Ivory Coast President Laurent Gbagbo and rebel leader-turned-Prime Minister Guillaume Soro have met in Burkina Faso's capital, Ouagadougou as part of efforts to reunite their divided country. Earlier in the week, the process hit a snag over the crucial issue of who will supervise the issuing of identity cards. For VOA, Naomi Schwarz has more from our West Africa bureau in Dakar.
Burkina Faso's president, Blaise Compaore, was at the airport to welcome Ivory Coast's president and prime minister as they arrived Tuesday afternoon. Mr. Compaore brokered the peace talks that led to the Ouagadougou Accords the Ivorian leaders signed in March.
Mr. Gbagbo and Mr. Soro have returned to Burkina Faso to hammer out further details in the peace process.
Early stages have included the creation of mobile courts to register people born in Ivory Coast but lacking official papers.
Gilles Yabi, an analyst for the International Crisis Group, says the next steps are absolutely crucial, and somewhat contentious.
"But very clearly now we are approaching the very key issues. The question of the mobile courts was just a very small step in the whole process," said Yabi. "Now we are talking about the process of identification, which will have electoral consequences because it will end up in a change in the list of electors in the whole country. So this is a very sensitive issue and it was clear that it will not be easy to find an agreement to push in this process."
The question of who gets an Ivorian ID card is central to the conflict. Rebels say they are fighting for millions of northerners who deserve Ivorian nationality. Supporters of Mr. Gbagbo say very few of them qualify.
Last week, disagreement about who would oversee the process of issuing ID cards led Mr. Gbagbo's ally, Interior Minister Desire Tagro, to walk out of talks. Tagro said his ministry has the authority to supervise the process, but Mr. Soro's camp says it is the prime minister's responsibility.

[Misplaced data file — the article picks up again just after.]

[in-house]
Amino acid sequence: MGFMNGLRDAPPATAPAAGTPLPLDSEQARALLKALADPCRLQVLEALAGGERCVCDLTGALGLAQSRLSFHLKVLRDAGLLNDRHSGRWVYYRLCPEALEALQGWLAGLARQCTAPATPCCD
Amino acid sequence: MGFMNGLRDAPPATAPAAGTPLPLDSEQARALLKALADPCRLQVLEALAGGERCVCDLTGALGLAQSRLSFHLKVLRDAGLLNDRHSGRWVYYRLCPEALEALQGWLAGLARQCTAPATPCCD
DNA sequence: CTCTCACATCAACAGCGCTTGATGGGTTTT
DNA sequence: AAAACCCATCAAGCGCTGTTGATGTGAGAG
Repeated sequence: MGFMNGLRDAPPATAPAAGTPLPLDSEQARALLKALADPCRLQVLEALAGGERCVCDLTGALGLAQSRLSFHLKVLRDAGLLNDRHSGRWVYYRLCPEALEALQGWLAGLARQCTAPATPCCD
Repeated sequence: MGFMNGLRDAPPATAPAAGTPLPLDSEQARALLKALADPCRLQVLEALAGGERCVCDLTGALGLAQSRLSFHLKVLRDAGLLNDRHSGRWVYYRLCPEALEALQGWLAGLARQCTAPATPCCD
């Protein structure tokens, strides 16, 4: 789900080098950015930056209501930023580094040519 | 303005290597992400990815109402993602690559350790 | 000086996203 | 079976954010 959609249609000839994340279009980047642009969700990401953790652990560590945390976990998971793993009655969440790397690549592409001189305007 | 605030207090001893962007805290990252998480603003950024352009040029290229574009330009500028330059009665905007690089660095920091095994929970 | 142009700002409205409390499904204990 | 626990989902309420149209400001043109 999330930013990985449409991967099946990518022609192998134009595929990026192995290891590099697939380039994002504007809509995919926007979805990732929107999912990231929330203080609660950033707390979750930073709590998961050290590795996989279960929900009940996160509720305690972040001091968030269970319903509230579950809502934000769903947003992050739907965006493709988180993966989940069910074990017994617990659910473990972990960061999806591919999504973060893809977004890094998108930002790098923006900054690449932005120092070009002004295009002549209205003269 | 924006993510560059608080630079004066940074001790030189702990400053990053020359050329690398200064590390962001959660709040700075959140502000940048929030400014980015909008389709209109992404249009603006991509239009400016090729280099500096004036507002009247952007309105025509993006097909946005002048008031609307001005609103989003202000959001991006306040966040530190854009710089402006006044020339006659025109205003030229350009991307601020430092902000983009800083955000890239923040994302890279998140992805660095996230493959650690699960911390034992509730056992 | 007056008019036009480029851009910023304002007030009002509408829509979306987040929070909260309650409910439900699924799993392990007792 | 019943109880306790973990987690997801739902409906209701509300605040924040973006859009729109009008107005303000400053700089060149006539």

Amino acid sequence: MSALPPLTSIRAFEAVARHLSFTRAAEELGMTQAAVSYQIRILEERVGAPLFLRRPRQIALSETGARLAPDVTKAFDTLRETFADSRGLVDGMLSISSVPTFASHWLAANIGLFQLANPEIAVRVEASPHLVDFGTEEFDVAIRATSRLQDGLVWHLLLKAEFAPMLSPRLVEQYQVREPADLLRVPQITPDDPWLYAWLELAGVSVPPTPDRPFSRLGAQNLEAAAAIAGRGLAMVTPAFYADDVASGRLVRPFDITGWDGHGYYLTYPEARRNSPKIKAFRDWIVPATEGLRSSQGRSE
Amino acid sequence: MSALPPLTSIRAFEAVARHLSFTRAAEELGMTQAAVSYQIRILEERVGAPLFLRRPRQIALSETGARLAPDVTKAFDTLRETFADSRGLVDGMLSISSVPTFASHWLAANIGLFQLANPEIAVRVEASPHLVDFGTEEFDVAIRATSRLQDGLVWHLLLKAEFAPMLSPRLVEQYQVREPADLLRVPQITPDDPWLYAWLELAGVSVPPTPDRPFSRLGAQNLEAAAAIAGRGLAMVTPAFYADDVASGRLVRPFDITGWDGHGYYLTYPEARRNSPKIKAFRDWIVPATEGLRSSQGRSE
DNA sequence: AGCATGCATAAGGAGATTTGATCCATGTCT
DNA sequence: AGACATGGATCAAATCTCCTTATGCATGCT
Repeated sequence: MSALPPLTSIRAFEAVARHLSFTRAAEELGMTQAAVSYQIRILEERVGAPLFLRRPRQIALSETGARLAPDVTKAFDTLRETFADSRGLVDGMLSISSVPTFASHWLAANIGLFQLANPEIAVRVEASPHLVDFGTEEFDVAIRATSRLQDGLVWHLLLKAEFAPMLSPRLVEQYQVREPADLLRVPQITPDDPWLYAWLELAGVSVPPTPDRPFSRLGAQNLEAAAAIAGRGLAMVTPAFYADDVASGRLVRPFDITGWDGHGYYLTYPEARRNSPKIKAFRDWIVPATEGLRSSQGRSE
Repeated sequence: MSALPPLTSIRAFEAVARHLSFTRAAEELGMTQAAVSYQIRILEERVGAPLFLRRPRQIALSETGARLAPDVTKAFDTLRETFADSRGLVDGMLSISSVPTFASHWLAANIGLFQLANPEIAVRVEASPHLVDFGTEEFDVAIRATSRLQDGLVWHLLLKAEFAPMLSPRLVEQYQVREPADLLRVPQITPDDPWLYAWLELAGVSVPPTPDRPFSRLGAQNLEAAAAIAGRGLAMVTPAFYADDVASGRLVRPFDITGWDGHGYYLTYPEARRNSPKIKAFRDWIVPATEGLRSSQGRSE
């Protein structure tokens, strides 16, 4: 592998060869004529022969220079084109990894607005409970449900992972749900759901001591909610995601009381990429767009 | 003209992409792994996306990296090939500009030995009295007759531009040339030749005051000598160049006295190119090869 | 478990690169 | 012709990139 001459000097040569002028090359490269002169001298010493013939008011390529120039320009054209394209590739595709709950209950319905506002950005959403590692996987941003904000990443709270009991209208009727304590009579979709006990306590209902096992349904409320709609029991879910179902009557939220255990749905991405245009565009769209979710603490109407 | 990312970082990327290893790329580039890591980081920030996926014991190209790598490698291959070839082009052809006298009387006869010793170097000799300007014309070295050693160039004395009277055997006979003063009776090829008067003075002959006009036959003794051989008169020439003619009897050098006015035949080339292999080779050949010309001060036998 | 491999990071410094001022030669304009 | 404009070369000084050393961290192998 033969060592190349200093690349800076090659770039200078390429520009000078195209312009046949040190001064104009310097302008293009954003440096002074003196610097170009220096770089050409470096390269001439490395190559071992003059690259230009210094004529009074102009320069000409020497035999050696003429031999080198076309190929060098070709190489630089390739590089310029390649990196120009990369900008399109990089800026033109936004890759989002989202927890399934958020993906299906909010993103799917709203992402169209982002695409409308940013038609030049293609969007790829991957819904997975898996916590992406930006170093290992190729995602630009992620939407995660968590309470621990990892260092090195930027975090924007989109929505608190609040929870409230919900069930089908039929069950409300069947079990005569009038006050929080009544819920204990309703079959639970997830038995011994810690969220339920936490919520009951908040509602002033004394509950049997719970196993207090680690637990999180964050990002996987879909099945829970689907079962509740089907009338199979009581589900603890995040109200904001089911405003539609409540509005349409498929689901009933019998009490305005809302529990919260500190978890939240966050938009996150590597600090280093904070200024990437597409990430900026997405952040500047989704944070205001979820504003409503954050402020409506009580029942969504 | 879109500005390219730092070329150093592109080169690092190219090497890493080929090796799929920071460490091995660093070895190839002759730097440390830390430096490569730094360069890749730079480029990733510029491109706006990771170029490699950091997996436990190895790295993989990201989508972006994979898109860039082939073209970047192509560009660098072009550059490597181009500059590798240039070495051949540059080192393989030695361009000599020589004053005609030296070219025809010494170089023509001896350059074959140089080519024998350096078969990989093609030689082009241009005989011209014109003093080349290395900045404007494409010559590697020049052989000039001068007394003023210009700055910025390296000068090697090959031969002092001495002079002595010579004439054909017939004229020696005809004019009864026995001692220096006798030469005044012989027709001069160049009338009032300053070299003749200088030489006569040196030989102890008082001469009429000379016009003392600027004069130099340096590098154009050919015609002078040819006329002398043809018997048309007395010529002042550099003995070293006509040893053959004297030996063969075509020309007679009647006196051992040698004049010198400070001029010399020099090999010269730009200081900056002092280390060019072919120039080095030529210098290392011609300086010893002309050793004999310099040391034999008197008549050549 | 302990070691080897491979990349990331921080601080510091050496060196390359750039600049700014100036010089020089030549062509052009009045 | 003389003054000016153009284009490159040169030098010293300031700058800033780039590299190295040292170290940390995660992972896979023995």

The Crisis Group's Yabi says such disagreements are expected and are not likely to derail the peace agreement. He says Mr. Gbagbo and Mr. Soro's meeting in Ouagadougou is designed to reassure Ivorians the two are still working to find solutions.
And he says Mr. Gbagbo's planned visit to northern Ivory Coast is a powerful symbolic event.
"It will not mark an advance in the implementation of the Ouagadougou agreement, but it is just an additional sign of low tension in the country, and it can be important for the population of the north to see some concrete action, to see that there is the possibility for normalization of daily life," added Yabi.
This is the first time Mr. Gbagbo will penetrate so far into the country's north. His only other visit since the conflict erupted in 2002, was to rebel headquarters in the city of Bouake in July.
Some Ivorians are skeptical about the visit. One opposition newspaper ran the headline, "Seven Years of Terror, Three Days of Charm," saying a three-day visit cannot undo the harm caused by seven years of Mr. Gbagbo's presidency.
Opponents of the president say he is making the trip purely to gain political capital ahead of scheduled elections.
Mr. Gbagbo says he has many opponents because he has tried to expand the economy beyond traditional trading partners, like the former colonial power France.